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Chick Corea Forever!

Door Marc Zisman |

A huge and influential pianist, the American succumbed to cancer at the age of 79...

Like Keith Jarrett and Herbie Hancock, Chick Corea hatched in Miles Davis' nest. And like them, his style was unique and innovative. The American pianist, who died on February 9, 2021, took his instrument on every possible and imaginable path of jazz. A technical virtuoso, an accomplished composer, a twirling improviser and an avid passer-by, Corea will remain one of the greatest pianists of his generation. From his debut with Miles, in an acoustic trio, in a duo with vibraphonist Gary Burton or pianist Herbie Hancock, in the electric group Return to Forever and in many other settings, the American was a forerunner in so many fields. He also leaves an impressive discography that documents his genius, his versatility and above all this unique style capable of delving into classical repertoires such as Latin music, a very rhythmic playing technique (he was awarded a first prize at the conservatory for snare drumming), in short a style that inspired numerous musicians.

Influenced as much by Bud Powell as Horace Silver, Chick Corea would perform alongside Mongo Santamaria, Willie Bobo, Blue Mitchell, Herbie Mann and Stan Getz. In 1968, surrounded by double bassist Miroslav Vitous and drummer Roy Haynes, he wrote a masterpiece for the Blue Note label: Now He Sings, Now He Sobs. In the jazz world, the piano-bass-drum trio is a kind of legend in mythology... And this one turns its aesthetics upside down in a peak of transparent virtuosity with the most unprecedented harmonic beauty. Behind his four-colour barrels, the wise and imperial Roy Haynes, then twenty years older than his fellow musicians, never pulled the cover on himself, strengthening this whirlwind of swing.

Between 1968 and 1970, Chick Corea replaced Hancock in Miles' band and was featured on several of the trumpeter's greatest albums such as Water Babies, Filles de Kilimanjaro, In a Silent Way, Bitches Brew, A Tribute to Jack Johnson, On the Corner and several live performances. The pianist followed this up with a fairly avant-garde quartet experience with Anthony Braxton, Dave Holland and Barry Altschul, but changed direction very quickly. This was indeed a time when two options were often open to jazzmen: free or fusion jazz. Chick Corea opted for the latter by launching one of the most popular bands of the time: Return To Forever. Initially bathed in Brazilian influences (Airto and Flora Purim were on board), the band quickly drifted towards pure jazz rock with Stanley Clarke, Lenny White and Bill Connors, and later Al DiMeola...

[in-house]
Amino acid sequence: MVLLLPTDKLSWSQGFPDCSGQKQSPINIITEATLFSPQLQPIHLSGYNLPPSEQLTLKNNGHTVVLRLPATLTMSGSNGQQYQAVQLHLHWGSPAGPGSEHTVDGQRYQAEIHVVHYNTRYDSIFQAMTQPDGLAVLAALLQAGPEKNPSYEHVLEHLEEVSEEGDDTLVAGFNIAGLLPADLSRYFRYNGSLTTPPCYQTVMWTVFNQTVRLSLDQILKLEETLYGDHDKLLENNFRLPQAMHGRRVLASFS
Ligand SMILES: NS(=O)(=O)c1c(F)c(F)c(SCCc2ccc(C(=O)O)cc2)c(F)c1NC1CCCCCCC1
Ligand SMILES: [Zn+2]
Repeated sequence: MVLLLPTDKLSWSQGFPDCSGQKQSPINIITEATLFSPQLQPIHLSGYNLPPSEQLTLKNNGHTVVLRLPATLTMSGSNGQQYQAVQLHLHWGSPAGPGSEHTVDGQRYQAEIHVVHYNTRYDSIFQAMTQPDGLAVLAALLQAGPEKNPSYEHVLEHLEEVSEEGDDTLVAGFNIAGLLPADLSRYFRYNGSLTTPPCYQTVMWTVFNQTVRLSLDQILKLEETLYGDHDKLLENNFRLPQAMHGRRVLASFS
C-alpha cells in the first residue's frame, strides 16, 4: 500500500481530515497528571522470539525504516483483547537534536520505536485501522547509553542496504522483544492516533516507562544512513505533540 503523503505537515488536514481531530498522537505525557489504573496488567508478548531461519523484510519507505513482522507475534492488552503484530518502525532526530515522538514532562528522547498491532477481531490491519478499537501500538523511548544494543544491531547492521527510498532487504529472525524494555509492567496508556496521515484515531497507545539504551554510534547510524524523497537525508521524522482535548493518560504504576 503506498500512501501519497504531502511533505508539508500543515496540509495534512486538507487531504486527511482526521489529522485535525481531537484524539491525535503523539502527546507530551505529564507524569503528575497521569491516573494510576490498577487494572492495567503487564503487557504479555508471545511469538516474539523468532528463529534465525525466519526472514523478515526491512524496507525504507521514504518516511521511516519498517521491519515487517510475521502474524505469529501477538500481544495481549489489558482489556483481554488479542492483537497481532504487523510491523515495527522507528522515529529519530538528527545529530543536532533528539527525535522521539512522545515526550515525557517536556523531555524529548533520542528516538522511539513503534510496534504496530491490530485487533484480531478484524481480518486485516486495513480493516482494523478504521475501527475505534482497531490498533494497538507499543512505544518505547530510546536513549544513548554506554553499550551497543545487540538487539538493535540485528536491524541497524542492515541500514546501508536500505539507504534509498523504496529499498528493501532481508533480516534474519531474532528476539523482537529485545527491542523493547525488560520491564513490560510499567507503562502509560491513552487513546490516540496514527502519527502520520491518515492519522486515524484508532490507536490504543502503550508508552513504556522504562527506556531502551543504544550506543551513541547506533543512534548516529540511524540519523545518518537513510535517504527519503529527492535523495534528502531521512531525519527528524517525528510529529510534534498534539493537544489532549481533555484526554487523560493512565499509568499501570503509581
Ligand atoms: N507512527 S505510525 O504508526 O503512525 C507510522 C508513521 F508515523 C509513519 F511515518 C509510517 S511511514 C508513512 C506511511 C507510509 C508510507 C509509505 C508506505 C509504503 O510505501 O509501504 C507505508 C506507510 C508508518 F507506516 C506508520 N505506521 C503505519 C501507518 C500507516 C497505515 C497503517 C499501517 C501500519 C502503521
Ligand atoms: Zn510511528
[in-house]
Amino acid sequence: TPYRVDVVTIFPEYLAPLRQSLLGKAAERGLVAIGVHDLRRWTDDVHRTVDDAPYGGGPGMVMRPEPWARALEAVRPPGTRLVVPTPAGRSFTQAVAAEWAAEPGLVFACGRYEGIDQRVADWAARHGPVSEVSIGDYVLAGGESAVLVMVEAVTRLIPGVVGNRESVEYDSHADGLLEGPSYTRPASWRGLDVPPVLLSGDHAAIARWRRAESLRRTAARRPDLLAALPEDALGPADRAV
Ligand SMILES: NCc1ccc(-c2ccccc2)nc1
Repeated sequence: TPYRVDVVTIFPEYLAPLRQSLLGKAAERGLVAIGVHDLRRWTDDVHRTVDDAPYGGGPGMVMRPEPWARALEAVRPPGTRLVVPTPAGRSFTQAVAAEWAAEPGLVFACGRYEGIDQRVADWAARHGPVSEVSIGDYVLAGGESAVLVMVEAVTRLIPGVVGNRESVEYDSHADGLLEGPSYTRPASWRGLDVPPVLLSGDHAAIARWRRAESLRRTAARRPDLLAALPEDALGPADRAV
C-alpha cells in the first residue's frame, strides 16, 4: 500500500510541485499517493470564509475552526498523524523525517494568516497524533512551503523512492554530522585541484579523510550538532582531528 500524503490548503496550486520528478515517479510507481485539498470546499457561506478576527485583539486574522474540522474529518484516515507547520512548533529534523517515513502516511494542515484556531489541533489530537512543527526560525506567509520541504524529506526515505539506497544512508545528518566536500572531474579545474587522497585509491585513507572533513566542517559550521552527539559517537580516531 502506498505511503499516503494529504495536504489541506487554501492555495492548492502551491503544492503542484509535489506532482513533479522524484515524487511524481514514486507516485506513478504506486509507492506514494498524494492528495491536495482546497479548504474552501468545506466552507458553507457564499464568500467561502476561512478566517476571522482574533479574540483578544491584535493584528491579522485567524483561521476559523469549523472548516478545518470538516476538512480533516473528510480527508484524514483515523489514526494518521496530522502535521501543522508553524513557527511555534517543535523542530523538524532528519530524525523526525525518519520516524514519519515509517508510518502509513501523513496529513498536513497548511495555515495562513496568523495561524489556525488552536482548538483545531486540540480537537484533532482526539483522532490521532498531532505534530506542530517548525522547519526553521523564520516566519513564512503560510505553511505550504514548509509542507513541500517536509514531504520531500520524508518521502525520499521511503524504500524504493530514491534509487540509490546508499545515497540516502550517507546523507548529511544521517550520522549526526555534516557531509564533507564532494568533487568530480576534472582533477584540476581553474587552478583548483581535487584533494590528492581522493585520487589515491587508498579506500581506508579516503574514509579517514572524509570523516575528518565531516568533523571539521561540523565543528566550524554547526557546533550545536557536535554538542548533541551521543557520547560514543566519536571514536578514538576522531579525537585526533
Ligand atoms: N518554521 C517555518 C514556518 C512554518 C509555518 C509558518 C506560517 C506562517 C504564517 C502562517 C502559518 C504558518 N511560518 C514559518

Later, Chick Corea would return to the acoustic piano and, among his many other projects, would launch two magnificent duets, one with vibraphonist Gary Burton and the other with his colleague Herbie Hancock. He would also re-form his trio with Vitous and Haynes, his partners from Now He Sings, Now He Sobs.

During the 80's Corea stirred up the jazzosphere again with two new formations in the form of Yin and Yang: the Elektric Band with electric bassist John Patitucci, guitarist Frank Gambale, saxophonist Eric Marienthal and drummer Dave Weckl, and the Akoustic Band with Patitucci on double bass and Weckl on drums. What followed was a new ocean of projects in quintet, solo, and in all types of formations! He played with both old and younger musicians and crossed paths with Kenny Garrett, Wallace Roney, Christian McBride, Steve Gadd, Béla Fleck, Gary Burton, John McLaughlin, Vinnie Colaiuta, Hiromi, Bill Connors, Jean-Luc Ponty, Eddie Gomez, Paul Motian, Marcus Gilmore and Tim Garland, to name a few...

Still very active in his last few years both on records and on stage, Chick Corea suddenly slipped away. And the avalanche of tributes from musicians on social networks, his contemporaries as well as his students and successors, shows the importance of his contribution to the great history of jazz.


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